- "Councillor Members Map" (PDF). Arun District Council. Retrieved 28 June 2011.[permanent dead link]
- "West Sussex County Council: Elections" (PDF). West Sussex County Council. 19 November 2009. Retrieved 3 January 2010.
- "EduBase - River Beach Primary School". EduBase, Department for Education. Retrieved 28 June 2011.[permanent dead link]
- "EduBase - White Meadows Primary School". EduBase, Department for Education. Retrieved 28 June 2011.[permanent dead link]
- "Littlehampton Primary Schools Reorganisation – Planning Littlehampton Schools for the Future Report" (PDF). West Sussex County Council. Archived from the original (PDF) on 8 June 2011. Retrieved 3 January 2010. Cite uses deprecated parameter
- Hillyard Owners Association, see 'History' History of Hillyard Yachts , accessed 6 December 2018
- Elleray, D. Robert (2004). Sussex Places of Worship. Worthing: Optimus Books. p. 39. ISBN 0-9533132-7-1.
- Elleray, D. Robert (2004). Sussex Places of Worship. Worthing: Optimus Books. p. 55. ISBN 0-9533132-7-1.
- "Our History". Parkside Evangelical Church. 2011. Archived from the original on 24 March 2012. Retrieved 22 May 2011. Cite uses deprecated parameter
- "Littlehampton Bonfire Society". Retrieved 3 February 2014.
- Littlehampton Concert Band
- "Information for Visitors". Littlehampton Town Council. 25 November 2009. Archived from the original on 26 December 2009. Retrieved 3 January 2010. Cite uses deprecated parameter
- Cooper, Chris (24 November 2011). "'Let people make up their own minds'". Littlehampton Gazette. Retrieved 13 February 2014.
- "Stanley Holloway Is Dead At 91; Alfred Doolittle In 'My Fair Lady'". The New York Times. 31 January 1982.
- Deacon, Michael (27 March 2009). "Interview: Simon Bird and Joe Thomas on The Inbetweeners". Daily Telegraph. London. Retrieved 3 January 2010.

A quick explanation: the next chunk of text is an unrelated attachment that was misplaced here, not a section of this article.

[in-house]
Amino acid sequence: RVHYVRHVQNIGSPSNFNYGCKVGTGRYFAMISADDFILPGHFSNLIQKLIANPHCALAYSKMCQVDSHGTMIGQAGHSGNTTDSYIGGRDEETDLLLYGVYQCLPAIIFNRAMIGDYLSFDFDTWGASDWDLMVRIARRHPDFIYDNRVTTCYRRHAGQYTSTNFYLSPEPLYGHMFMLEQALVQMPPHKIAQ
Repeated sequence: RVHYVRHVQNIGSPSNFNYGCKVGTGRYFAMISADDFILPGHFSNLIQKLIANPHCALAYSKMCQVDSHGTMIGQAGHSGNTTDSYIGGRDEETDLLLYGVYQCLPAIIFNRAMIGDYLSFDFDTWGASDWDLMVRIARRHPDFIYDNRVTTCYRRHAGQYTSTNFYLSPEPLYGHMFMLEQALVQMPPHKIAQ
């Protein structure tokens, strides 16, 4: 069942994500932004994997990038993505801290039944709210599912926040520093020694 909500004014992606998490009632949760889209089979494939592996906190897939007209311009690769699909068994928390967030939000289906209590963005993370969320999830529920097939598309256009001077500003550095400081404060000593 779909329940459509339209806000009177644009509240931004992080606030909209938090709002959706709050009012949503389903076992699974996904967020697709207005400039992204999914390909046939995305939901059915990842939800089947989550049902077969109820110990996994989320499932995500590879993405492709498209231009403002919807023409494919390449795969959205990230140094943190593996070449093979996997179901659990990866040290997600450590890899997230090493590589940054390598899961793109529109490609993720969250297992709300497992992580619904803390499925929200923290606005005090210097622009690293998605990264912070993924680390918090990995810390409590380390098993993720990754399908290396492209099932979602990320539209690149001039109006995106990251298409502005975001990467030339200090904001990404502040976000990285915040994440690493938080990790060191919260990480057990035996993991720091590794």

- "The Hungry Sailors". Series 1, episode 14. Littlehampton. ITV. Archived from the original on 3 February 2014. Retrieved 31 January 2014. Cite uses deprecated parameter
- "Obituary: John Inman". BBC. 8 March 2007. Retrieved 8 July 2009.
- O'Grady, Paul (2010). The Devil Rides Out: The Second Coming. Bantam. pp. 137, 144–152. ISBN 978-0-593-06424-5.
- Ishiguro, Kazuo (2005). "Chapter 21". Never Let Me Go. Faber and Faber. ISBN 1-4000-4339-5.
- Millard, Stuart (2011). The Beach Diaries 2011.
- Millard, Stuart (2012). The Beach Diaries 2012.
- East Beach Cafe article on e-architect.co.uk
- Bayley, Stephen (10 June 2007). "Fresh seafood served here". The Observer. London. Retrieved 4 January 2008.
- "East Beach cafe - Design background". Archived from the original on 21 February 2014. Retrieved 4 February 2014. Cite uses deprecated parameter
- "East Beach cafe - Construction". Archived from the original on 21 February 2014. Retrieved 4 February 2014. Cite uses deprecated parameter
- "The Longest Bench, Littlehampton". Studio Weave. Archived from the original on 13 February 2014. Retrieved 4 February 2014. Cite uses deprecated parameter
- "The Longest Bench, Littlehampton, Sussex, UK". www.thelongestbenchintheworld.com. Retrieved 4 February 2014.